Test tube Hamburg port to test Elon Musk’s Hyperloop vision

Beset by problems that put it behind rival Rotterdam, Germany’s biggest port is upping the ante. It will build a 100-meter Hyperloop line to test transporting containers using Musk's vacuum-tube system.
Quelle: Hyperloop TT
Sea containers never moved so fast.
(Source: Hyperloop TT)

The port of Hamburg, Europe’s third-largest, will use the futuristic Hyperloop transport system devised by Tesla founder Elon Musk to transport shipping containers from the quayside to container yards inland.

The Hyperloop works by creating a vacuum in which pressurized capsules carrying passengers or cargo travel on an air cushion. Musk came up with the idea of sending people down tubes at high speed in 2011 as an alternative to a controversial high-speed railway line between Los Angeles and San Francisco.

In theory, the capsules could travel at speeds of up to 1,220 kilometers per hour (758 mph), making them faster than commercial airliners.

Several consortia have been working on projects to realize the idea, including LA-based Hyperloop Transportation Technologies, which has signed a contract with the Hamburg port operator, Hamburger Hafen und Logistik.

The two companies have set up a joint venture to develop and test seaport and inland shipping container operations and bring them to market. They will start by building a transfer station at a Hamburg container terminal and a 100-meter cargo route together with a freight capsule and a loading dock.

“I’m convinced that there are opportunities in Germany for Hyperloop,” said Angela Titzrath, the CEO of HHLA.

The aim is to pave the way for more ambitious applications of the Hyperloop idea. One day, containers could whoosh down pipes to logistics hubs outside the port, relieving congested roads and rail lines and reducing air pollution.

The partners will initially invest €7 million ($7.9 million) in the venture, a manageable sum given HHLA’s annual revenues of €1.3 billion.

Hamburg, a former tech trailblazer

The project is also a way for Hamburg to revamp its reputation after the port lost business to Rotterdam and Antwerp in recent years. That's mainly due to the 10-year delay in dredging the Elbe river to enable to port to handle the new generation of bigger container ships.

The delays were caused by concerns that dumping mud and sand on fragile coastal wetlands would devastate the environment. The dredging won’t be completed for two more years.

In the first nine months of 2018, the port’s throughput fell 3.4 percent to 100.8 million tons and container throughput fell 2.4 percent to 6.6 million TEU – 20-ft standard containers.

Titzrath, a former manager at automaker Daimler, was hired to run HHLA two years ago and has been tasked with propelling the port into the digital age. “After I joined people kept saying: ‘You promised digital change, so start delivering’,” she said. Now, she needs to complete the showcase project in time for the global ITS mobility congress that Hamburg will host in 2021. It’s being billed as Hamburg’s chance to show it’s serious about developing modern hinterland connections – and to build on past innovations. In the late 1990s, Hamburg was first to introduce GPS and automated port operations. In 2001, it was one of the first terminal operators to use self-driving vehicles and other ports around the world emulated it.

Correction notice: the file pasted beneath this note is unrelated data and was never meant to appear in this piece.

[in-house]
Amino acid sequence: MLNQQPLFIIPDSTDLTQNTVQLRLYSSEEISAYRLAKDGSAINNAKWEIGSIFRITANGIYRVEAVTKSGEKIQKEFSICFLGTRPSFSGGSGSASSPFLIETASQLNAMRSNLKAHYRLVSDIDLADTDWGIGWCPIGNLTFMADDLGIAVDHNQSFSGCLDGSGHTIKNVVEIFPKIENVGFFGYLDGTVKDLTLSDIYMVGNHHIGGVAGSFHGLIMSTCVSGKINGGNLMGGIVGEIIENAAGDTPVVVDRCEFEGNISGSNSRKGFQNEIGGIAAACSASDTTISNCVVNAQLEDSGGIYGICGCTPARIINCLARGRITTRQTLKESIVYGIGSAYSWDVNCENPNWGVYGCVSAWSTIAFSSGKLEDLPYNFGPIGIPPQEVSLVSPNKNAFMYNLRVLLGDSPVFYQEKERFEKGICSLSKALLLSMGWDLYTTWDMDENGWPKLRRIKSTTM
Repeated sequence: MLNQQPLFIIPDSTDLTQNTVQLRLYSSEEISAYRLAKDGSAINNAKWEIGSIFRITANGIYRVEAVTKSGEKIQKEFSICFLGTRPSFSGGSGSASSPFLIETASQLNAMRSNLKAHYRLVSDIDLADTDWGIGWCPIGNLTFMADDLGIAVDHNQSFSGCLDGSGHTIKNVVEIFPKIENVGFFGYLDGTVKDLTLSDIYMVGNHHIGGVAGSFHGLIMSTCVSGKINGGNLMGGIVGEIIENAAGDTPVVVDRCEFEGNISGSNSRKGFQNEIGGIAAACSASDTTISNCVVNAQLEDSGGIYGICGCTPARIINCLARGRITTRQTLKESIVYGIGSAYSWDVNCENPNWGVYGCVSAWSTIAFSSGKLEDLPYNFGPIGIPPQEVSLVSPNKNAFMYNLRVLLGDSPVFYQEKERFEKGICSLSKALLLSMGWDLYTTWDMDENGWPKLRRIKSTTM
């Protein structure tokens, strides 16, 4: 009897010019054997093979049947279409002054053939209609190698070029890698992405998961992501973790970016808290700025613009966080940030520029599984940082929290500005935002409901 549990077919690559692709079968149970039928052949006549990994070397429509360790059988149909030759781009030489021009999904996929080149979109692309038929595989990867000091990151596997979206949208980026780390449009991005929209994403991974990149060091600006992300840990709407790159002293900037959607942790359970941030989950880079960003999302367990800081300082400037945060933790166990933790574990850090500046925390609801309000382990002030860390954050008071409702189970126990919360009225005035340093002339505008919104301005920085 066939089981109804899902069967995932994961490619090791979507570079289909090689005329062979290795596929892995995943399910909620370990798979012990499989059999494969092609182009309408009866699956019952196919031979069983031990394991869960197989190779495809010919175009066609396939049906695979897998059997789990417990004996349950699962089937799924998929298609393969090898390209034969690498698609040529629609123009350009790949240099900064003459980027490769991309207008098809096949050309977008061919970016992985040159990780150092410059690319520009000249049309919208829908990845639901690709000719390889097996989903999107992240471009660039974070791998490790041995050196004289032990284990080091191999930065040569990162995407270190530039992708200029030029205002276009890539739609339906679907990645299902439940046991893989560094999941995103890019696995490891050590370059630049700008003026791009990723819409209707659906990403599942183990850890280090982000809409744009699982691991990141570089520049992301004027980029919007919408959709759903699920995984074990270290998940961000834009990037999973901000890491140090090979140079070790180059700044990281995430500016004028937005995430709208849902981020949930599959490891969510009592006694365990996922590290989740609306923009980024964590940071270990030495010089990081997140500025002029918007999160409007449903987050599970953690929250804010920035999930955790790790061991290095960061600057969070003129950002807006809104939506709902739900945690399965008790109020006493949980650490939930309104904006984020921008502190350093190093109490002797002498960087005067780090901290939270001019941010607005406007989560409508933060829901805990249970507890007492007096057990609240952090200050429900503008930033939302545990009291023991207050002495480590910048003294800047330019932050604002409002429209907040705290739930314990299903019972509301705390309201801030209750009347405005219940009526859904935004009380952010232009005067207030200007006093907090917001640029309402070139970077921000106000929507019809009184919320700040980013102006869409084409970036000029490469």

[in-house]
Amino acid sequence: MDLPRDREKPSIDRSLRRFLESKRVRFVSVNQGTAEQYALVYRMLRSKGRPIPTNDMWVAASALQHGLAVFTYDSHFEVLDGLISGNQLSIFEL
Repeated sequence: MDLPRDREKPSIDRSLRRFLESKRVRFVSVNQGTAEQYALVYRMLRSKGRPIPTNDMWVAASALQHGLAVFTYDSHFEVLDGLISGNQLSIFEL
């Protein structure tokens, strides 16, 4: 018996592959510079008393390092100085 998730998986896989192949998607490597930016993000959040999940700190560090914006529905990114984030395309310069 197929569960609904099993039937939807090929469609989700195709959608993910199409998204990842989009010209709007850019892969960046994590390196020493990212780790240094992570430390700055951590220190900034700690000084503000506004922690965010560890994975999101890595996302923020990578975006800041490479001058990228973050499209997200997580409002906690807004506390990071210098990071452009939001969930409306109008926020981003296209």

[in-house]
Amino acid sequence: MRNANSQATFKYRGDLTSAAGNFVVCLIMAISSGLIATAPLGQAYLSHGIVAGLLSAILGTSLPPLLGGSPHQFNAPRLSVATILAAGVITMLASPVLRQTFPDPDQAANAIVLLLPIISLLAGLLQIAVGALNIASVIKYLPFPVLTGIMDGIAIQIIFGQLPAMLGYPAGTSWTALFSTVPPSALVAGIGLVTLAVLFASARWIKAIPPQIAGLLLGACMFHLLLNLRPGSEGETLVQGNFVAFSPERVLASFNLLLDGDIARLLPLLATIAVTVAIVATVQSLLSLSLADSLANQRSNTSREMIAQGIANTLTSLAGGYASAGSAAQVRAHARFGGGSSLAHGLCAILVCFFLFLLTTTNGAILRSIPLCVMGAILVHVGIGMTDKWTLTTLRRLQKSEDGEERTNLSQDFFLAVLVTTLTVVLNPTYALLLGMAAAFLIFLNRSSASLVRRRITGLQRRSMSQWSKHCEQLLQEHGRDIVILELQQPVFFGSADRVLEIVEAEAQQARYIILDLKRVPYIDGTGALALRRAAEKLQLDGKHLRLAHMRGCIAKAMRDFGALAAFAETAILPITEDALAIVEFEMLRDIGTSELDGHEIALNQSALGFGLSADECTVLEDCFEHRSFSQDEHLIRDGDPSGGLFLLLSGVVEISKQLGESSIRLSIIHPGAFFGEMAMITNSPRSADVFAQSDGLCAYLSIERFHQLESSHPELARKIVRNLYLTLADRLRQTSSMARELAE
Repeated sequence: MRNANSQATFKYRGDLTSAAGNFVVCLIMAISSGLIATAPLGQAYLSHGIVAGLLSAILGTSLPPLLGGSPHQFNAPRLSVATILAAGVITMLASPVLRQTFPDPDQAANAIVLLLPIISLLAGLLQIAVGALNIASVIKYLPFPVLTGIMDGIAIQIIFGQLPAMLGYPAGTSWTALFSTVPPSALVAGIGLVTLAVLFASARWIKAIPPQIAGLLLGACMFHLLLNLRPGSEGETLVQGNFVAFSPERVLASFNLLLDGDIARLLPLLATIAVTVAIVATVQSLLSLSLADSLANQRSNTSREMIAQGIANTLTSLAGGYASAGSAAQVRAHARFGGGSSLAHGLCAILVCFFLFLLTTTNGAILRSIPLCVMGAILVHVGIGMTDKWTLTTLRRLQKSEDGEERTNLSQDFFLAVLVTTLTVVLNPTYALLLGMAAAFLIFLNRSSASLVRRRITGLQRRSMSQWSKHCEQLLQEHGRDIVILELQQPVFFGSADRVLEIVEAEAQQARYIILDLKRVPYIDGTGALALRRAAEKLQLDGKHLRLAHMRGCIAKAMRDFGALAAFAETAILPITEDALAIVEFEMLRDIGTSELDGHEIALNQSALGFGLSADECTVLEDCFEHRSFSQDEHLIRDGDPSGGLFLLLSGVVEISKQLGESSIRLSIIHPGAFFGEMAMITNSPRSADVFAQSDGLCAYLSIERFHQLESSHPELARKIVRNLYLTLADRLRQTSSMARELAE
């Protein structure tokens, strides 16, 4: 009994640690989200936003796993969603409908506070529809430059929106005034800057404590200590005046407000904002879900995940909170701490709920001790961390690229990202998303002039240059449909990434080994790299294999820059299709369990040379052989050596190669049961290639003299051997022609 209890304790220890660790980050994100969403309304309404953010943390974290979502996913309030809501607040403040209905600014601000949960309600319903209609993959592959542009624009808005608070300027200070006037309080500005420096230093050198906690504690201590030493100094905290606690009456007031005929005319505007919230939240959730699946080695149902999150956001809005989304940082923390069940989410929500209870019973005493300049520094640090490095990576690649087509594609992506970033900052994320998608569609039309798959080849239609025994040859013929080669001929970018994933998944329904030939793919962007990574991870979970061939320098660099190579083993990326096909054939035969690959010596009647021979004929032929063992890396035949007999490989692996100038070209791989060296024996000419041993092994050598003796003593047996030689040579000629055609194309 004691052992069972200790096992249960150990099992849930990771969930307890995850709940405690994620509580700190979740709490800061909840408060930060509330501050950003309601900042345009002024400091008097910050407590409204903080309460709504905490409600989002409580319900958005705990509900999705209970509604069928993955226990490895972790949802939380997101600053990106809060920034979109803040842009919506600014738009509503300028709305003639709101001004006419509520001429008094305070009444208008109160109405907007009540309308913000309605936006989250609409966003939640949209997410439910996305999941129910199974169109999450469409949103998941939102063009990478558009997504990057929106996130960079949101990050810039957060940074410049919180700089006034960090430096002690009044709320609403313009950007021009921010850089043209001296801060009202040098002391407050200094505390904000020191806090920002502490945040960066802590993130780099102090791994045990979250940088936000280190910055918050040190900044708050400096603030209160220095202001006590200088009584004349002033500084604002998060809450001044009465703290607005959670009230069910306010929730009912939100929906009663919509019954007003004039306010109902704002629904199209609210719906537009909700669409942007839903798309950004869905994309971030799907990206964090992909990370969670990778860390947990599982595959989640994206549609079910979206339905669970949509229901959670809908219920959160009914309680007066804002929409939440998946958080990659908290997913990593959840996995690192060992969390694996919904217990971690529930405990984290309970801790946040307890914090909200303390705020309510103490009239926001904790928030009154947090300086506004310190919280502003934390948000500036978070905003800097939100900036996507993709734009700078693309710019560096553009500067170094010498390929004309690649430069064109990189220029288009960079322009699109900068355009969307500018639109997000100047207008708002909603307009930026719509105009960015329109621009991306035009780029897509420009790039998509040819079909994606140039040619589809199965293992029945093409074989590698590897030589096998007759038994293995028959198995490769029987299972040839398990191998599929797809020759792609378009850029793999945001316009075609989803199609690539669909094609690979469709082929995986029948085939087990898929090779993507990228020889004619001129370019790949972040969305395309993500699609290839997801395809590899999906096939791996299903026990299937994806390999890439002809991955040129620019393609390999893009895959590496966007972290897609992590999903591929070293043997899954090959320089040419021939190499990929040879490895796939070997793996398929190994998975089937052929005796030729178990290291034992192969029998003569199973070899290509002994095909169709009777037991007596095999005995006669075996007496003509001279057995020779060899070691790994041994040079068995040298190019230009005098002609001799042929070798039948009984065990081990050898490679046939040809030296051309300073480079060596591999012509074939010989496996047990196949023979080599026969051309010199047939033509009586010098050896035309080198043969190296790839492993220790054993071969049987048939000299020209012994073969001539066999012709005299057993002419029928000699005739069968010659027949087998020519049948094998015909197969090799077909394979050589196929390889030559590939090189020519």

Tech-shy Germany needs ‘visionary projects’

HyperloopTT, founded in 2013, has been arranging cooperation deals to build Hyperloop lines around the world including Europe’s first test line in Toulouse, home to the Airbus consortium. It plans to build a line in Abu Dhabi and has signed a feasibility study to link the Slovakian capital of Bratislava with Brno in the Czech Republic, 130 kilometers (80 miles) away. It is also exploring ventures in South Korea and Indonesia.

A letter of intent signed by Hyperloop TT in Ukraine could be of particular interest to Hamburg because it runs a terminal in the port of Odessa.

Ideally, Hamburg could license the technology for other ports. It would be a welcome change given Germany’s sluggish embrace of new technologies in recent decades as it struggles to catch up with other countries in rolling out high-speed internet.

The Transrapid magnetic levitation system, a promising technology allowing high-speed rail travel developed by Siemens and Thyssen – with a vast amount of taxpayers’ money – foundered on public opposition to the cost of building commercial routes.

“On one hand, we in Germany complain that we lag behind technologically, on the other, ideas are talked down before they’re even started,” said Titzrath, adding that's why brave, visionary projects matter.

Christoph Kapalschinski covers consumer goods, textiles and food for Handelsblatt. Darrell Delamaide adapted this article for Handelsblatt Today. To contact the author: [email protected]